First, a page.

Get Your Cast to Mars – Bonus Episode: Life And Covenant

Get Your Cast To Mars was originally a three part (+ bonus episode) micro-podcast focusing on the planet Mars in the movies. Matthew Brown and Kurt Halfyard considered the red planet as an image, an idea, and a somewhat rare place visited in the cinema (and Television) of the past 100 years.

Like humanity itself, we just can’t leave well enough alone! Welcome to our ultra-casual (no introductions, we just drop you right in the middle of the experience) and long promised bonus episode to Season 2! While the second season focused on National Geographic’s MARS docudrama-mini and all that was fine and nice, we couldn’t help but check in in Trump-era 2017 to talk about Mars as an evolving infection. As per Season 1’s bonus episode the lion-share is on Sir Ridley Scott’s evolving Alien franchise. To be on topic, somewhat, there is also some discussion about Daniel Espinosa’s LIFE.

Consider this bonus episode the capstone to our two-season-and-done micro-podcast. We hope you enjoy this extra edition as much as we did the strong black coffee and savoury biscuits, while recording at Toronto’s Sumach Espresso.

Viewing Syllabus: Life (2017) and Alien: Covenant (2017).

As always, please join in the conversation by leaving your own thoughts in the comment section and again, thanks for listening!

 

The Complete First Season of Matt and Kurt getting their Cast To Mars:

 
 

The Second Season:

 
 
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Cinecast Episode 483 – Drag Me to Hell

We’ve come full circle. The Cinecast started with an argument on Alien and almost ten years later it continues with an argument about Alien: Covenant (SPOILERS!). Almost ninety minutes of chatting about the inner-workings of Ridley Scott’s brain and his plan for the current state of, and future of the Alien franchise. Something things to love, some things that aren’t quite as lovely. But rest assured with double the Fassbender, there is a lot to discuss here. After that, we try to rank out the order of Fincher’s filmography should be exposed to children after some talk on Zodiac. Our beloved Romancing the Stone makes another Cinecast appearance as well as Mendelsohn and Reynolds grinding through Mississippi. And hey Tarantino’s breakout hit is actually a master class in editing. We talk about the kids’ experience with “R” rated material and remember our own childhoods and being turned away from the multiplex for not having the proper ID.

Turns out the Alien franchise is a nice morning warm-up and we’re happy to share it with you. But beware of face-huggers and SPOILERS! As always, please join the conversation by leaving your own thoughts in the comment section below and again, thanks for listening!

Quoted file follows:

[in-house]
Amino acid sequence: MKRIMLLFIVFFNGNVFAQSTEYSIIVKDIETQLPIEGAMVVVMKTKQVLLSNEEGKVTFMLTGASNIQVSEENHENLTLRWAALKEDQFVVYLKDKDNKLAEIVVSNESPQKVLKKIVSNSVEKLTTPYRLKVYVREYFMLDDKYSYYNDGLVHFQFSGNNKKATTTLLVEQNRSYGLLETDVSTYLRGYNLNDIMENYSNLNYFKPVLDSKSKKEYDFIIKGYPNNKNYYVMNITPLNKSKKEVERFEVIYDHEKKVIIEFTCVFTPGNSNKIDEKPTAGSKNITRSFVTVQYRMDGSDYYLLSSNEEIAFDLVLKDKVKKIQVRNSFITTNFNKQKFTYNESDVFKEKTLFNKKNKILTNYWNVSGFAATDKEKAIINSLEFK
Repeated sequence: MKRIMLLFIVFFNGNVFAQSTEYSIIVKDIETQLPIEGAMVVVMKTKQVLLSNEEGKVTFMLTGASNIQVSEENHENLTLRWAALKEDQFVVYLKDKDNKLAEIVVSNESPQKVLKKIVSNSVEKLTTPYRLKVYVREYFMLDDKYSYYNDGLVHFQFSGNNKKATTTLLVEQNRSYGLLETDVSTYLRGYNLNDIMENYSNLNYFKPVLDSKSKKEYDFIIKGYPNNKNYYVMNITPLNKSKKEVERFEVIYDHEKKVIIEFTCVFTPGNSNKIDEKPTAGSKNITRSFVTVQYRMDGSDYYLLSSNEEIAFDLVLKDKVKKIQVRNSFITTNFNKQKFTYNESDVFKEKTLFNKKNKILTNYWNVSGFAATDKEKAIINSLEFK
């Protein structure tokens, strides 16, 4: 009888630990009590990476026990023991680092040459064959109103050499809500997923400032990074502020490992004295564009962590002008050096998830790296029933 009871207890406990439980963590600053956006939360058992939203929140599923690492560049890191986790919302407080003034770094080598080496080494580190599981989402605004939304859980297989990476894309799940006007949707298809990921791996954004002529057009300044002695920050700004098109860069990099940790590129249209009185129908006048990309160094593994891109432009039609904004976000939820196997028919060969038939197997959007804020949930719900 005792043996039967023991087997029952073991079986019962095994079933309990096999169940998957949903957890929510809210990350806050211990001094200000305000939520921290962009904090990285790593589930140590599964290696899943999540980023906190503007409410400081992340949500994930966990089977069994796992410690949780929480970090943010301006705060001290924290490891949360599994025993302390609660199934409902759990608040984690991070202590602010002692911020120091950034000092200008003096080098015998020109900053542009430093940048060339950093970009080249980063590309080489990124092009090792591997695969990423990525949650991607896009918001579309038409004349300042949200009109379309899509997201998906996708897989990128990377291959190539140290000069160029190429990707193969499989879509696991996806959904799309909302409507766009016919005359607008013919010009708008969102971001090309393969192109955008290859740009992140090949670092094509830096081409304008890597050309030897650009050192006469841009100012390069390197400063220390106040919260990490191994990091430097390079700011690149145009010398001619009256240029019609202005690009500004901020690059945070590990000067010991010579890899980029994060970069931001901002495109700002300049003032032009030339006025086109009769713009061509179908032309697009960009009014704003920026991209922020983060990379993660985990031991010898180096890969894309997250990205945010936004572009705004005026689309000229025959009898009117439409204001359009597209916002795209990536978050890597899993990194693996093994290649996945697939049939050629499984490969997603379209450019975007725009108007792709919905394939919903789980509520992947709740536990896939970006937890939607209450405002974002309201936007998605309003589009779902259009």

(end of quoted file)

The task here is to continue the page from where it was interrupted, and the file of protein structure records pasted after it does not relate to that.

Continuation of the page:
We’re now available on Google Play!

 

 
 

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Sunday Video Essay: Prometheus Primer

With Alien: Covenant on the horizon, it is about time for a religious primer of the images and ideas considered in Prometheus. Here video blogger Eugene Baldovino looks at the various Egyptian, Christian, and Mayan images and stories that are incorporated into the basic storytelling DNA of Ridley Scott’s Alien Prequel. Since that prequel is on its way to becoming an entire prequel trilogy, and the second part has the very religious subtitle of Covenant, have a look. His theory at the end, feels more like Interstellar, than Alien (this video was recorded prior to Christopher Nolan’s film), but the journey leading there is pretty intriguing.

Cinecast Episode 481 – History is Unfair

HotDocs is back for its 2017 run and according to Kurt it’s been a wonderful festival so far – especially if you’re into donkey poetry and encouraging children to cut out tongues. Luckily Andrew got to join in the mix this year and help with the discussion on shoe shiners in the delightful Shiners and with the glorious 78/52 in which talking heads analyze Hitchcock’s infamous shower scene in his classic and most well known film, Psycho. But before we get to all that, the multiplex has been only somewhat watchable with no one (wisely) wanting to compete with The Furious of the Seven. We find things to like about The Lost City of ZED but also a lot of issues with the film making. Next up, Anne Hathaway fights inner demons and giant robots in the surprisingly dark Colossal, which is basically a mishmash of Pacific Rim and Rachel Getting Married. Andrew’s watch list includes Oscar-bait mediocrity, a horrible (or terrific depending on which host you ask) comedy remake and Joss Whedon’s dry run at “Firefly”/Serenity. There are some tangents on casinos, senior discounts, Jonathan Demme and legalizing marijuana along the way. Classic Cinecast… We hope you enjoy listening as much as we did conversing.

As always, please join the conversation by leaving your own thoughts in the comment section below and again, thanks for listening!

We’re now available on Google Play!

 

 
 

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Prologue: Alien Covenant

With all of the marketing for the new Alien movie, the so-called sequel to Prometheus, you might have been asking, what of the two survivors from the first film, Elizabeth and David? Well, the most recent prologue answers that question in the most handsome and wonderful way. I cannot be more excited for what Ridley Scott and his creative time of writers and craftspeople come up with, but I’m happy to see Michael Fassbender continue to command center-stage in this, second Alien Trilogy.

Trailer: Alien Covenant